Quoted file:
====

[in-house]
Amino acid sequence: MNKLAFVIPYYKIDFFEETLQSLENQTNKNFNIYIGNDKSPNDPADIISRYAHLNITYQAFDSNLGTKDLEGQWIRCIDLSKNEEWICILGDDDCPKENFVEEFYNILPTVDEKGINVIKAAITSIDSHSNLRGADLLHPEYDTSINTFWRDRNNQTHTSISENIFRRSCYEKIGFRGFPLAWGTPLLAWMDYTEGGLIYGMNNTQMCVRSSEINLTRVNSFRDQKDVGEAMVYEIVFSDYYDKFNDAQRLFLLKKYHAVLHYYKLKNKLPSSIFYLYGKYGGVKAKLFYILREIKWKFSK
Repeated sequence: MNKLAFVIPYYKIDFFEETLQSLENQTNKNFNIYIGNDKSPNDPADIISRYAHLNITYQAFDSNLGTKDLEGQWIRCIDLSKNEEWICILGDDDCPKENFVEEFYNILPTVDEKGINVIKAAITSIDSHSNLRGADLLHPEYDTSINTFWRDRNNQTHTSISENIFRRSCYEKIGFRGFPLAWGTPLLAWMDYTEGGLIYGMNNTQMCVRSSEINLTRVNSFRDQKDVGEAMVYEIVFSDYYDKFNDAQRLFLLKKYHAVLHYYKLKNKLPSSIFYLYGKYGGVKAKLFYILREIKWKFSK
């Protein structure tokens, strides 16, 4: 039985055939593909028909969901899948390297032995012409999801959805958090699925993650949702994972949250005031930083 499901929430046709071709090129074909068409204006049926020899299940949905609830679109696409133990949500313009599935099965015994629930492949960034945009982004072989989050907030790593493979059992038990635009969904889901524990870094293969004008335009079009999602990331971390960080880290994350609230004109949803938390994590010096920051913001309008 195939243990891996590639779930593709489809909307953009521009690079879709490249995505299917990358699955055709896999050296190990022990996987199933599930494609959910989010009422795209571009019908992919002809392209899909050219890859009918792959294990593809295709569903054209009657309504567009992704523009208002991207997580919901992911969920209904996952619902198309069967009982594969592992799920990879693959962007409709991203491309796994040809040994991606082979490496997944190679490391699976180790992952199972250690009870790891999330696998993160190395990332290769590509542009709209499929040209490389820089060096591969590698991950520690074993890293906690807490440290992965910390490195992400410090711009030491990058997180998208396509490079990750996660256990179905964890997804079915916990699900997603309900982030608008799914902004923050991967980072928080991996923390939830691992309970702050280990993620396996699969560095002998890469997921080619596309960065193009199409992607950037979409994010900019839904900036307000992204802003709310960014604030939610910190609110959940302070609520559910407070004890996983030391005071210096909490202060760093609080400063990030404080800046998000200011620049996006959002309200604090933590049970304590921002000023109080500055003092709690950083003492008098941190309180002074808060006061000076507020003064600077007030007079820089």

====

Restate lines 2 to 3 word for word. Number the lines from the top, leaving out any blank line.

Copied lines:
Amino acid sequence: MNKLAFVIPYYKIDFFEETLQSLENQTNKNFNIYIGNDKSPNDPADIISRYAHLNITYQAFDSNLGTKDLEGQWIRCIDLSKNEEWICILGDDDCPKENFVEEFYNILPTVDEKGINVIKAAITSIDSHSNLRGADLLHPEYDTSINTFWRDRNNQTHTSISENIFRRSCYEKIGFRGFPLAWGTPLLAWMDYTEGGLIYGMNNTQMCVRSSEINLTRVNSFRDQKDVGEAMVYEIVFSDYYDKFNDAQRLFLLKKYHAVLHYYKLKNKLPSSIFYLYGKYGGVKAKLFYILREIKWKFSK
Repeated sequence: MNKLAFVIPYYKIDFFEETLQSLENQTNKNFNIYIGNDKSPNDPADIISRYAHLNITYQAFDSNLGTKDLEGQWIRCIDLSKNEEWICILGDDDCPKENFVEEFYNILPTVDEKGINVIKAAITSIDSHSNLRGADLLHPEYDTSINTFWRDRNNQTHTSISENIFRRSCYEKIGFRGFPLAWGTPLLAWMDYTEGGLIYGMNNTQMCVRSSEINLTRVNSFRDQKDVGEAMVYEIVFSDYYDKFNDAQRLFLLKKYHAVLHYYKLKNKLPSSIFYLYGKYGGVKAKLFYILREIKWKFSK